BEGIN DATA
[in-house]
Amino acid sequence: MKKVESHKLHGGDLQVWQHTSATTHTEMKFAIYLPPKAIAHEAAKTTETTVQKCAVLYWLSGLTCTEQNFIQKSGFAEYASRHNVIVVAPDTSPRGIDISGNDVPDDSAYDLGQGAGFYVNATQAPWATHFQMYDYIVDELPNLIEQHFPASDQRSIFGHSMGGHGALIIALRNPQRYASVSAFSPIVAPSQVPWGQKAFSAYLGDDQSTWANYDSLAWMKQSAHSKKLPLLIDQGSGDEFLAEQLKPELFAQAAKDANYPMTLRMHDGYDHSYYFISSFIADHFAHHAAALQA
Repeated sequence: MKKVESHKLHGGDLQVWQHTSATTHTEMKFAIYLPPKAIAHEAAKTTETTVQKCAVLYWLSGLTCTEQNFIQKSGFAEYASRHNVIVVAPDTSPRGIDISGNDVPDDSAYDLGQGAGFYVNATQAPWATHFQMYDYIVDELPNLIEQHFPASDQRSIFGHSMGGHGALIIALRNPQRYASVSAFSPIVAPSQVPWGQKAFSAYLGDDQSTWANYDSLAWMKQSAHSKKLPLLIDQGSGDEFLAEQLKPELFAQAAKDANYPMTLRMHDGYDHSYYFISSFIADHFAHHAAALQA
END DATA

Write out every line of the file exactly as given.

[in-house]
Amino acid sequence: MKKVESHKLHGGDLQVWQHTSATTHTEMKFAIYLPPKAIAHEAAKTTETTVQKCAVLYWLSGLTCTEQNFIQKSGFAEYASRHNVIVVAPDTSPRGIDISGNDVPDDSAYDLGQGAGFYVNATQAPWATHFQMYDYIVDELPNLIEQHFPASDQRSIFGHSMGGHGALIIALRNPQRYASVSAFSPIVAPSQVPWGQKAFSAYLGDDQSTWANYDSLAWMKQSAHSKKLPLLIDQGSGDEFLAEQLKPELFAQAAKDANYPMTLRMHDGYDHSYYFISSFIADHFAHHAAALQA
Repeated sequence: MKKVESHKLHGGDLQVWQHTSATTHTEMKFAIYLPPKAIAHEAAKTTETTVQKCAVLYWLSGLTCTEQNFIQKSGFAEYASRHNVIVVAPDTSPRGIDISGNDVPDDSAYDLGQGAGFYVNATQAPWATHFQMYDYIVDELPNLIEQHFPASDQRSIFGHSMGGHGALIIALRNPQRYASVSAFSPIVAPSQVPWGQKAFSAYLGDDQSTWANYDSLAWMKQSAHSKKLPLLIDQGSGDEFLAEQLKPELFAQAAKDANYPMTLRMHDGYDHSYYFISSFIADHFAHHAAALQA